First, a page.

3. 3. Introduction:Consumers demand more from their technology. Whether it be a television, cellular phone,or refrigerator, the latest technology purchase must have new features. With the adventof the Internet, the most-wanted feature is better, faster access to information. Cellularsubscribers pay extra on top of their basic bills for such features as instant messaging, stockquotes, and even Internet access right on their phones. But that is far from the limit offeatures; manufacturers entice customers to buy new phones with photo and even videocapability. It is no longer a quantum leap to envision a time when access to all necessary information the power of a personal computer, sits in the palm of one’s hand. Tosupport such a powerful system, we need pervasive, high-speed wireless connectivity. A number of technologies currently exist to provide users with high-speed digital wirelessconnectivity; Bluetooth and 802.11 are examples. These two standards providevery highspeednetwork connections over short distances, typically in the tens of meters.. Meanwhile cellular providers seek to increase speed on their long-range wireless networks. The goalis the same: long-range, high-speed wireless, which for the purposes of this report will becalled 4G, for fourth-generation wireless system. Such a system does not yet exist, nor willit exist in today’s market without standardization. Fourth-generation wireless needs to bestandardized throughout the world due to its enticing advantages to both users andproviders. Advantages of 4G:In a fourth-generation wireless system, cellular providers have the opportunity to offer dataaccess to a wide variety of devices. The cellular network would become a data network onwhich cellular phones could operate-as well as any other data device. Sending data overthe cell phone network is a lucrative business. In the information age, access to data is the“killer app” that drives the market. The most telling example is growth of the Internet overthe last 10 years. Wireless networks provide a unique twist to this product: mobility. Thisconcept is already beginning a revolution in wireless networking, with instant access to theInternet from anywhere.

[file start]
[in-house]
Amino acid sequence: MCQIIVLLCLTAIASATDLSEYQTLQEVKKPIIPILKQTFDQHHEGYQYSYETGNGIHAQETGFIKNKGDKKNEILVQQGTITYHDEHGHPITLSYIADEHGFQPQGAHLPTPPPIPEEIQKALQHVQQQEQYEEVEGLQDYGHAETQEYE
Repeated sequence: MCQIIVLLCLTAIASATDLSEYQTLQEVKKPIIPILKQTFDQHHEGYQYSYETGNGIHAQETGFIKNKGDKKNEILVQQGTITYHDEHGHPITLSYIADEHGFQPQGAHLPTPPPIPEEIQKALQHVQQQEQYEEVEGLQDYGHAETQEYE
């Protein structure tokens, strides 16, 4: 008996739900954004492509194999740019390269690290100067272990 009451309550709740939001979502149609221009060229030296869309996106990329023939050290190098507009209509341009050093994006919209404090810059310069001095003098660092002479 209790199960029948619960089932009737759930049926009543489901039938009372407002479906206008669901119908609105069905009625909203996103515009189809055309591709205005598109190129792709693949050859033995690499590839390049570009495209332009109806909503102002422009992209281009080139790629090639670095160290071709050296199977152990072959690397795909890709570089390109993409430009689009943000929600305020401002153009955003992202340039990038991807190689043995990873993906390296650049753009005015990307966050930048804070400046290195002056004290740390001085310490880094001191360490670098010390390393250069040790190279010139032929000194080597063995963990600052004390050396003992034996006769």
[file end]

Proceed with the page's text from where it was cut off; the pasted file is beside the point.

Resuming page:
4. 4. Problems with the Current System One may then wonder why ubiquitous, high-speed wireless is not already available. Afterall, wireless providers are already moving in the direction of expanding the bandwidth of their cellular networks. Almost all of the major cell phonenetworks already provide dataservices beyond that offered in standard cell phones, as illustrated in Table 1. Unfortunately, the current cellular network does not have the available bandwidth necessaryto handle data services well. Not only is data transfer slowly - at the speed of analogmodems - but the bandwidth that is available is not allocated efficiently for data. Datatransfer tends to come in bursts rather than in the constant stream of voice data. Cellularproviders are continuing to upgrade their networks in order to meet this higher demand byswitching todifferent protocols that allow for fasteraccess speeds and more efficient transfers.These arecollectively referred to as third generation, or 3G, services.However, theway in which the companies are developing their networks is problematic — all are currentlypreceding in different directions with their technology improvements. Figure 1 illustratesthe different technologies that are currently in use, and which technologies the providers planto use. Although most technologies are similar, they are not all using the same protocol. Inaddition, 3G systems still have inherent flaws. They are not well-designed for data; they areimprovements on a protocol that was originally designed for voice. Thus, they are inefficientwith their use of the available spectrum bandwidth. A data-centered protocol is needed.If one were to create two identical marketplaces in which cellular providers used 3G and4G respectively, the improvements in 4G would be easy to see. Speaking on the topic of 3G,one of the worlds leading authorities on mobile communications, William C.Y. Lee, statesthat 3G would be “a patched up system that could be inefficient”, and it would be best ifthe industry would leapfrog over 3G wireless technologies, and prepare for 4G (Christian).4G protocols use spectrum up to 3 times as efficiently as 3G systems, have better ways ofhandling dynamic load changes (such as additional cellular users entering a particular cell),and create more bandwidth than 3G systems. Most importantly, fourth-generation systemswill draw more users by using standard network protocols, which will be discussed later, toconnect to the Internet. This will allow simple and transparent connectivity.